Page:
The Stovebolt Page
As if I really knew Christmas...
As you read this, you will, no doubt, be in the last throes of planning those last-minute shopping forays into those bastions of bedlam -- the chain stores, discount marts and (lest we forget) the fancy national chain indoor lumber yards (did I mention they were climate controlled?). You have six shopping days left, whatís the rush?
And for what do we do this?
We race about like lemmings in search of a cliff because we care so about our loved ones, thatís why. That and we wish to relieve ourselves of the guilt that comes from receiving a killer gift and having none with which to reciprocate.
And then thereís those, such as myself, who opt out of the whole sorry mess through the wonderful and therapeutic regimen of rationalization.
We care so much, you see, we donít lower ourselves to such plebian pursuits as chasing after the same tawdry baubles the masses crave. Oh no.
How am I doing so far? It gets deeper. And, it helps if you look down your nose, stick your chin waaaaaaay out and talk like Maj. Winchester on M*A*S*H. Try that previous paragraph again. See? Private school wasnít a total waste, Mother!
Anyway, being the altruists we are we donít wish to subject our friends and loved ones to the same gifts (and the ensuing regifting -- címon! Admit it, you do it too!) over and over and over.
So, bearing the burden of our noblesse oblige, we instead deign to give of ourselves. Our friendship throughout the year is a truly unique and special gift that anyone would be honored to receive, donít you think?
Good golly, didnít I say good morning to them (almost) every day? Didnít I leave at least one cup in the pot when visiting the office coffee mess? Didnít I leave a little bit of paper in the printer? And didnít I ... oh never mind. One mustnít brag, you know. Itís so unseemly.
So imagine my self-righteous indignation when Doris (not her real name) confronted us in the office with a "Giving Tree."
A Giving Tree, indeed. Donít I give enough of myself throughout the year? That I even lower myself to converse with these people should be grounds enough for sainthood! And now, she thinks I ought to give more? To people I donít even know?
What could they possibly give me in return?
My BMW (itís a status symbol you know) needs new seat covers (actually, thatís not all it needs...) and she wants me to take an ornament for some indigent family in need?
What could they possibly need?
I have needs. I need a new upgrade for my second computer. I need a better DVD player for the guest bedroom in my summer cottage. I need a replacement car for my BMW (the ashtray is full, you see). And Doris wants me to give to a "needy" family?
I donít even know these people.
Just because itís Christmas doesnít mean we have to go overboard getting all sappy. Christmas is good for the economy, for keeping our over-indulged children from whining too much and for padding the travel mile accounts on our credit cards. Where does it say anything about the needy -- Itís about doing unto others so theyíll do unto you, right?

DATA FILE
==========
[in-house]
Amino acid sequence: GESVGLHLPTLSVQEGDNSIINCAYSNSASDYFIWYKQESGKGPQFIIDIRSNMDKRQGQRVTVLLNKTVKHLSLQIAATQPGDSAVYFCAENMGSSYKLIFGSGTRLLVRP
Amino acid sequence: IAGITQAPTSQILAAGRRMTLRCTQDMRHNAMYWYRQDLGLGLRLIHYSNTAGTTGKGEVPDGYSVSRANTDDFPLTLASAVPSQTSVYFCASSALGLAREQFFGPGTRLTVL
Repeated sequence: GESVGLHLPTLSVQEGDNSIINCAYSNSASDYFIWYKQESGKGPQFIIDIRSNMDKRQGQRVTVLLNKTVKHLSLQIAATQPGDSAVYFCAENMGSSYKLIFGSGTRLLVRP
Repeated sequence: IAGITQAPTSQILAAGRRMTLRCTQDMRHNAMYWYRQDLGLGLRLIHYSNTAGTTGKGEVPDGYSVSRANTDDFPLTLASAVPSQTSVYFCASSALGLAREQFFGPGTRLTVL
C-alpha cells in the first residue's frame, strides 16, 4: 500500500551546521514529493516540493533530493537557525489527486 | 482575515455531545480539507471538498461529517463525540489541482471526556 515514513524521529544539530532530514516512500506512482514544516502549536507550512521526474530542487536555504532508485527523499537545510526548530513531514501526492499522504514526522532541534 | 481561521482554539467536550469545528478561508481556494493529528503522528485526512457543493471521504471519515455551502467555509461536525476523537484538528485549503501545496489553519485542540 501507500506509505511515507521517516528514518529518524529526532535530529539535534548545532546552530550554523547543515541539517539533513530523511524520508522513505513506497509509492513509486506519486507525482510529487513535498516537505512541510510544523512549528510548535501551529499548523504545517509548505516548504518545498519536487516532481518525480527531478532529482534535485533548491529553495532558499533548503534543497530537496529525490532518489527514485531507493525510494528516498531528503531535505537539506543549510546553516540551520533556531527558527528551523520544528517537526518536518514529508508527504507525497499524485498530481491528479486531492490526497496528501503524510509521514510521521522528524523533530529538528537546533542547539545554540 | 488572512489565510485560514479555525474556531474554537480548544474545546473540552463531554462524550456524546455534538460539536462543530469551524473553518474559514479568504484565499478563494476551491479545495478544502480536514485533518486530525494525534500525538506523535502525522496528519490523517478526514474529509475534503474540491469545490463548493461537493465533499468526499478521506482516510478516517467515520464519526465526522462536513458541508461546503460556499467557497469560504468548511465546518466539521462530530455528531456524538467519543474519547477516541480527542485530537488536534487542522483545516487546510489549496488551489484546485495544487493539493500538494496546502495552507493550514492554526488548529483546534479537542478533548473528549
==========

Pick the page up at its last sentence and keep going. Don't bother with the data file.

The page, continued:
What about thy neighbor?
What about him? You have to out give him, right? He gives his kid a Playstation II so you give yours a Segway. Older kids get PT Cruisers or the timeshare in Cancun. Thatís Christmas, man!
The folks across town who live in the Flat Tops? Oh, theyíre all drug dealers, right? They made their bed so they can live in it. Not my prob, dude. Theyíre not my neighbors because they donít live in my development or neighborhood. I donít need to look after my neighbor, or even know him, because his Bimmer is just as clean as mine is.
I donít even know my neighbor, you see. Iím far too busy taking care of me and he seems to be doing all right. Charity begins at home, right?
I have needs of my own and she wants me to buy some tooth brushes? What family doesnít have toothbrushes for its kids? Or coats? Or hats? Surely sheís kidding, right? This must be some ploy.
But Iím too smart for that trick. Smarter, it seems, than some of my co-workers who are taken in by this. A doll here, a manís jacket there -- it all seems so innocuous, so simple. Even though it amounts to loose change in our cash-flush society, the givers could still just spend that money upon themselves.
Do without that afternoon Coke from the machine for a week? Egad! And they donít even brag about it! What do they know about Christmas, anyway?
Something about God giving us His Son to be our King, knowing weíd only nail him to a cross eventually. To wash away our sin. To make us justified. For nothing more in return than our faith in Him that He could make it so. What father in his right mind would do that?
Smug and secure in my self-sufficiency, Iíve risen above that fray. Iíll spend those 30 pieces of silver on myself, thank you very much.
I hurried by Dorisí Giving Tree. I couldnít, for some reason, lift my gaze from the carpet. Not that there was anything of interest down there, but being around that tree, and her, had made me intolerably uncomfortable all of a sudden.
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